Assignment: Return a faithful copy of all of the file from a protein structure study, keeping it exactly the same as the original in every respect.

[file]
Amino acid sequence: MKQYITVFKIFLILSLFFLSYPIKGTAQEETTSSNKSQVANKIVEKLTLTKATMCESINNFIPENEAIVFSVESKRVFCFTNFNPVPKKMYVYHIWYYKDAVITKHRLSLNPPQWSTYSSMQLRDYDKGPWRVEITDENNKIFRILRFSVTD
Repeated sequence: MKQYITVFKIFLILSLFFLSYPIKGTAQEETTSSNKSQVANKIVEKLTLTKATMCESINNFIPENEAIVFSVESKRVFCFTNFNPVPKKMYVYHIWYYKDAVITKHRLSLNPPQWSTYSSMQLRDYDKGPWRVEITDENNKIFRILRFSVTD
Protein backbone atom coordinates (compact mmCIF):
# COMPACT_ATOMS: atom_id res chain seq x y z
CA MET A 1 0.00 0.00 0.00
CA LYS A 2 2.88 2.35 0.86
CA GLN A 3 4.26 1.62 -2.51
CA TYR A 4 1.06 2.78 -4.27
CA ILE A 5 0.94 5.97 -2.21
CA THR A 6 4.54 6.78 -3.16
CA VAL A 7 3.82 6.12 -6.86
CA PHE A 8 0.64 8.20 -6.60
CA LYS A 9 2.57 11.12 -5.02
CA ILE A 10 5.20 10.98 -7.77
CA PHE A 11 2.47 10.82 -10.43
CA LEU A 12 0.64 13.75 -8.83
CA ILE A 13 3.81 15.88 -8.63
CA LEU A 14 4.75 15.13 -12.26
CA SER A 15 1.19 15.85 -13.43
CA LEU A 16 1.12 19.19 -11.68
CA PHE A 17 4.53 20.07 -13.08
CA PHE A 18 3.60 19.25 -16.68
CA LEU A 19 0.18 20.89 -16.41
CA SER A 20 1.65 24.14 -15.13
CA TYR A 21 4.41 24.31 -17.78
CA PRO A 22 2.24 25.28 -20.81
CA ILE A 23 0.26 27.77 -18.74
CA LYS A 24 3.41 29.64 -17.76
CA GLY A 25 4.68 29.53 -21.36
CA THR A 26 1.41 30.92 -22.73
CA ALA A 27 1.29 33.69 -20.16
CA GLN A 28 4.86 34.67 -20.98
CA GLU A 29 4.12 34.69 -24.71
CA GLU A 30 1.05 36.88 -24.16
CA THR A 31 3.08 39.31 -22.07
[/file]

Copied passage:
Amino acid sequence: MKQYITVFKIFLILSLFFLSYPIKGTAQEETTSSNKSQVANKIVEKLTLTKATMCESINNFIPENEAIVFSVESKRVFCFTNFNPVPKKMYVYHIWYYKDAVITKHRLSLNPPQWSTYSSMQLRDYDKGPWRVEITDENNKIFRILRFSVTD
Repeated sequence: MKQYITVFKIFLILSLFFLSYPIKGTAQEETTSSNKSQVANKIVEKLTLTKATMCESINNFIPENEAIVFSVESKRVFCFTNFNPVPKKMYVYHIWYYKDAVITKHRLSLNPPQWSTYSSMQLRDYDKGPWRVEITDENNKIFRILRFSVTD
Protein backbone atom coordinates (compact mmCIF):
# COMPACT_ATOMS: atom_id res chain seq x y z
CA MET A 1 0.00 0.00 0.00
CA LYS A 2 2.88 2.35 0.86
CA GLN A 3 4.26 1.62 -2.51
CA TYR A 4 1.06 2.78 -4.27
CA ILE A 5 0.94 5.97 -2.21
CA THR A 6 4.54 6.78 -3.16
CA VAL A 7 3.82 6.12 -6.86
CA PHE A 8 0.64 8.20 -6.60
CA LYS A 9 2.57 11.12 -5.02
CA ILE A 10 5.20 10.98 -7.77
CA PHE A 11 2.47 10.82 -10.43
CA LEU A 12 0.64 13.75 -8.83
CA ILE A 13 3.81 15.88 -8.63
CA LEU A 14 4.75 15.13 -12.26
CA SER A 15 1.19 15.85 -13.43
CA LEU A 16 1.12 19.19 -11.68
CA PHE A 17 4.53 20.07 -13.08
CA PHE A 18 3.60 19.25 -16.68
CA LEU A 19 0.18 20.89 -16.41
CA SER A 20 1.65 24.14 -15.13
CA TYR A 21 4.41 24.31 -17.78
CA PRO A 22 2.24 25.28 -20.81
CA ILE A 23 0.26 27.77 -18.74
CA LYS A 24 3.41 29.64 -17.76
CA GLY A 25 4.68 29.53 -21.36
CA THR A 26 1.41 30.92 -22.73
CA ALA A 27 1.29 33.69 -20.16
CA GLN A 28 4.86 34.67 -20.98
CA GLU A 29 4.12 34.69 -24.71
CA GLU A 30 1.05 36.88 -24.16
CA THR A 31 3.08 39.31 -22.07